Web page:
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Yeah. I think my

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First year, if I remember right, well, I went, when was in high school hunting rag bull rag horn bulls and that in the late nineties or early nineties. And then first time back was 2004, and we had one of those snow years too, Utah got it. Right. The end of October, Colorado. Got it on third season, 2004 was another one of those big early snow storms. And that was my, my first year. And it was like, this is incredible. It was unbelievable. It was, this is amazing. What have I been missing on a, on a leftover tag I picked up in August, you know what I mean? And so killed the 200 inch and thought this is, this is where I’m gonna hunt the rest of my life. That

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Was Was that your first 200 Adam? Yeah, it was first 200 inch. Yeah. And I remember, you know, even my dad was headed to Gunnison and, you know, kind of had a friend over there and kind of show him the ropes and I mean, he, you know, just driving around just with his jaw on the

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Floorboard winter, just box

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Everywhere, he was unbelievable.

00:18:42:13 –> 00:18:46:11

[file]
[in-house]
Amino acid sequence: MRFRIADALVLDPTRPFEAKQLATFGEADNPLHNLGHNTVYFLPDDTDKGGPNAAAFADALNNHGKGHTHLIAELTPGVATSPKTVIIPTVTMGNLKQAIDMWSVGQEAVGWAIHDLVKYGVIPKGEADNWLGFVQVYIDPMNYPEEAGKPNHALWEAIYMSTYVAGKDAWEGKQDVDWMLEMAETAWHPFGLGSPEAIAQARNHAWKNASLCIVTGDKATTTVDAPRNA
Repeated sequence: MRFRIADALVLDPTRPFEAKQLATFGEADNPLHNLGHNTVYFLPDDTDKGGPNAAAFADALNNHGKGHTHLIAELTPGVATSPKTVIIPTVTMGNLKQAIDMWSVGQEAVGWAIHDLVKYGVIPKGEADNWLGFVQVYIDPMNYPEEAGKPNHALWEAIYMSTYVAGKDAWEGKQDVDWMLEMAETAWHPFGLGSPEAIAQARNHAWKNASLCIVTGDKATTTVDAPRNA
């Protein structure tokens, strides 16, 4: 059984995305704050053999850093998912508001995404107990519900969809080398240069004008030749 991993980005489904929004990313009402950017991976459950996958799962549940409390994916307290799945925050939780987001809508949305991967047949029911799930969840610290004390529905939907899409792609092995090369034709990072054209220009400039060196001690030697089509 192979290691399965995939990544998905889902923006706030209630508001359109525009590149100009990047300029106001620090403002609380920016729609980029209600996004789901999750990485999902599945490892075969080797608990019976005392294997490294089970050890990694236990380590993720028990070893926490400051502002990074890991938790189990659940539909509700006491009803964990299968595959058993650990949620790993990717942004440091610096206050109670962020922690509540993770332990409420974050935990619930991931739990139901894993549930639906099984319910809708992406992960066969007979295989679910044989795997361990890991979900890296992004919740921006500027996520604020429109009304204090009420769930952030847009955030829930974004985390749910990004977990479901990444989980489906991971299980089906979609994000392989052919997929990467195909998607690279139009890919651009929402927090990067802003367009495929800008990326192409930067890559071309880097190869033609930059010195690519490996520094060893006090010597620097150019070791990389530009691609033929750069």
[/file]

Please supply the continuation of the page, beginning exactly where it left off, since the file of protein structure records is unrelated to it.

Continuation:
Yeah. And I haven’t seen it like that since, I will admit I was, I was back on this.

00:18:46:11 –> 00:18:47:10
No, it came to a screeching out.

00:18:47:10 –> 00:18:48:20
Yeah. And the next year I was,

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Was, well, global

00:18:49:14 –> 00:18:51:26
Warming. Yeah, that’s right. You know, I was on the Yeah,

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That and the, the winter of 2007, 2008. Yeah.

00:18:54:16 –> 00:18:54:22

00:18:55:24 –> 00:18:56:05

00:18:56:14 –> 00:19:44:08
The harvest had just started to tail off a little bit in oh six. Anyways, the, I believe it peaked in, you know, as far as Boone and Crockett entries, it, it peaked in, in 2005. I can’t remember exactly. I wrote an article back in for Western Hunter back in 2009, like the year after that. And, you know, talked about that winter and, and what it did. And, and it was absolutely devastating for, you know, some of the, the high mountain herds that winter, you know, the Gunnison Basin just got absolutely annihilated and Eagle County and Middle Park and, you know, that’s the core of your, your best big buck. You know, those high mountain valleys with the big sagebrush basins, that’s where the deer do so well in the winter, and it seems cold, but it, it’s all the feed they need and, and it’s got the magic formula for, you know, just enough stuff in the summer and just enough in the winter, and they get big.

00:19:44:09 –> 00:20:30:12